So what's the answer? Personally, I would think that you would want to find something universal in whatever you're writing- something that reaches across geography and time, and remains relevant to people, while at the same time engaging with the specifics of your topic.

message 4: by Nik (new)

Nik Krasno | 15677 comments M.L. wrote: "Speaking of topical interests - I think I'll buy this one!Yuge! 30 Years of Doonesbury on Trump by G. B. Trudeau
by G. B. Trudeau Trudeau has been around a long time."

I suspect you ain't among Donald's most passionate supporters, M.L. -:)

message 5: by Nik (new)

Nik Krasno | 15677 comments Mike wrote: "So what's the answer? Personally, I would think that you would want to find something universal in whatever you're writing- something that reaches across geography and time, and remains relevant to people, while at the same time engaging with the specifics of your topic..."

Thanks for a sound analysis. For many authors discoverability is one of the major problems. So if you write something about say Mauritius, you better have everything's handy when half of the world googles that precise country. I remember, we (with a co-author) were biting our nails, when 'Ukraine' was a most popular word in the world for a short span and our editor was taking time with finishing his part -:)
Taking into account that media attention is usually not that long, it's kinda hard to aim and hit that precise moment, but there are writers that can write more than a few k words a day and deliver 'something' tailor made for the occassion.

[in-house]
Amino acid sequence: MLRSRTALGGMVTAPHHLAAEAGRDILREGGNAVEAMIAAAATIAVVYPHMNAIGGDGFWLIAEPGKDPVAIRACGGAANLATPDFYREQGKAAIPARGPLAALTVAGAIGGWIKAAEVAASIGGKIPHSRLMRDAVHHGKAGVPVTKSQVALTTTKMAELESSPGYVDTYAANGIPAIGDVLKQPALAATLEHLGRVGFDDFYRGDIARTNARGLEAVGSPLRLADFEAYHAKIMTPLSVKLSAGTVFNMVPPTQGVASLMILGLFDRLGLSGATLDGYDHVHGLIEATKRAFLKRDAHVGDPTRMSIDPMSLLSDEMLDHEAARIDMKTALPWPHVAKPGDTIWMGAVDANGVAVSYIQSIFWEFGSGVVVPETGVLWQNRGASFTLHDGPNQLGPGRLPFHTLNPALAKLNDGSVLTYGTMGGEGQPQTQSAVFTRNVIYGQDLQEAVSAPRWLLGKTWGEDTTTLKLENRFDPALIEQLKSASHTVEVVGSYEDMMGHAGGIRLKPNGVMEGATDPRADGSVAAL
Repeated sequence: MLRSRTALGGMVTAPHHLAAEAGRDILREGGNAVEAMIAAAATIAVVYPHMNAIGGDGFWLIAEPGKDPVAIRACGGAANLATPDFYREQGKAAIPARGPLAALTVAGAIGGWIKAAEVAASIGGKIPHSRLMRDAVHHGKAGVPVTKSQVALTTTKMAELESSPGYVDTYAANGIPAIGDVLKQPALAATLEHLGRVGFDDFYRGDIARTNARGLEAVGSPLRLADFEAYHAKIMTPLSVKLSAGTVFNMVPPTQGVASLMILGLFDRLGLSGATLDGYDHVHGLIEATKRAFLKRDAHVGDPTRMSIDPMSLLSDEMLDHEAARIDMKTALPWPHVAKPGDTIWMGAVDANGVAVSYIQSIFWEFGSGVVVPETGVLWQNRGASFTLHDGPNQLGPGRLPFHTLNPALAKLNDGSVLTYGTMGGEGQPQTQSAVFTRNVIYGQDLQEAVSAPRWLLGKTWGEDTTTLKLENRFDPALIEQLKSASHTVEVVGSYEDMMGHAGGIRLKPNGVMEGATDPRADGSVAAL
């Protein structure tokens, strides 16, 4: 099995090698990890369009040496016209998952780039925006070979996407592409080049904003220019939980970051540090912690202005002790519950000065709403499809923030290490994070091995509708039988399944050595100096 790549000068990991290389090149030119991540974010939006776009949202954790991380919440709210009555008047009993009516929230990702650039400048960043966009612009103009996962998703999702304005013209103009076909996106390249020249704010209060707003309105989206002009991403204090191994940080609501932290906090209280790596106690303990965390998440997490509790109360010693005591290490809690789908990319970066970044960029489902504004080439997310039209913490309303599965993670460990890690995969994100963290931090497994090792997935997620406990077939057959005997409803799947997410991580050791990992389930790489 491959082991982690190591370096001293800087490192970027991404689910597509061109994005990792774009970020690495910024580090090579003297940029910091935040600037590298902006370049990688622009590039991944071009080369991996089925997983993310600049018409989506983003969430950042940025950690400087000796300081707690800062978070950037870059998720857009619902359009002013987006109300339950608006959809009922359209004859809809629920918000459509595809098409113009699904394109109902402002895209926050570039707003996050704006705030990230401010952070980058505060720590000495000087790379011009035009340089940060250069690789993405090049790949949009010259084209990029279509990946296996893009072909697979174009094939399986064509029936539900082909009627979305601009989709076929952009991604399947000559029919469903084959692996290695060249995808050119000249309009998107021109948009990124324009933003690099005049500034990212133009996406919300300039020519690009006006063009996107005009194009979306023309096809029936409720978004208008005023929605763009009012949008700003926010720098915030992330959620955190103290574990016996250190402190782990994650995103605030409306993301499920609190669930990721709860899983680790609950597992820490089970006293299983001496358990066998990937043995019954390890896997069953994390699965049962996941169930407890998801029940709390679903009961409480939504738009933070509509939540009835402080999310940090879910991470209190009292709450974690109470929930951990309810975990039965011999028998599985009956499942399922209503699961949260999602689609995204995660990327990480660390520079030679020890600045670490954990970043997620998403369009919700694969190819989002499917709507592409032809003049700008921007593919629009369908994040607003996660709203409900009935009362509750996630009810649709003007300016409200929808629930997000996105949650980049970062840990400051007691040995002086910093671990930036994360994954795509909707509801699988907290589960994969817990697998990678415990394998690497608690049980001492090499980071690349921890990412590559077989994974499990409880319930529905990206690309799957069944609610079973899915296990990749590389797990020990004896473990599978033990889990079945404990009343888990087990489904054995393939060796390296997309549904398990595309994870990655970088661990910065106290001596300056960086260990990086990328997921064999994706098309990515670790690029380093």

Re last Maidan specifically - my impression was that there was a rather massive leak of a sloppy 'fast-food' lit onto Amazon, just to fill the English language informational void at the time...

message 6: by Mike (last edited Jul 08, 2016 12:38PM) (new)

Mike | 181 comments Yeah, I definitely agree. I would like to say that ideally my anonymity wouldn't stop me from writing about Mauritius, if that were what I really wanted to do, and had the time and resources to do it. But I would either a) write it and then put it aside for sometime in the future, after I'd written something more marketable, or b), try to come up with some clever semantical justification for it.

I don't know about the fast-food lit, but I did get the sense that there was a lot of misinformation and jumping to conclusions around the time of Maidan. Included in that was a far-left western viewpoint (= that the whole thing was a coup organized by the CIA) that happened to intersect with Kremlin propaganda. I did read a short book by Andrey Kurkov called "Ukraine Diaries", which I thought was good. It was not a geopolitical overview, just one reasonably intelligent guy's view of what was happening. But again, I think it only reached readers with a sustained interest in Ukraine- by the time the book came out, was translated into English, and appeared in our bookstores, it was 2015.

message 7: by Nik (new)

Nik Krasno | 15677 comments Mike wrote: "misinformation and jumping to conclusions around the time of Maidan. Included in that was a far-left western viewpoint (= that the whole thing was a coup organized by the CIA) that happened to intersect with Kremlin propaganda...."

In my own opinion - CIA's involvement in the coup is largely exaggerated and cleverly extrapolated by Russian propaganda. Not that I think CIA is that noble to stay away from organizing coups, but it just doesn't look like their involvement came until late into the uprising. Was actions of Praviy sector, associated to a degree with CIA, decisive? Maybe, but then again the preceding dynamics were such that the escalation became inevitable.
If anything, all along it felt that Russia was pulling the strings behind the entire chain of events.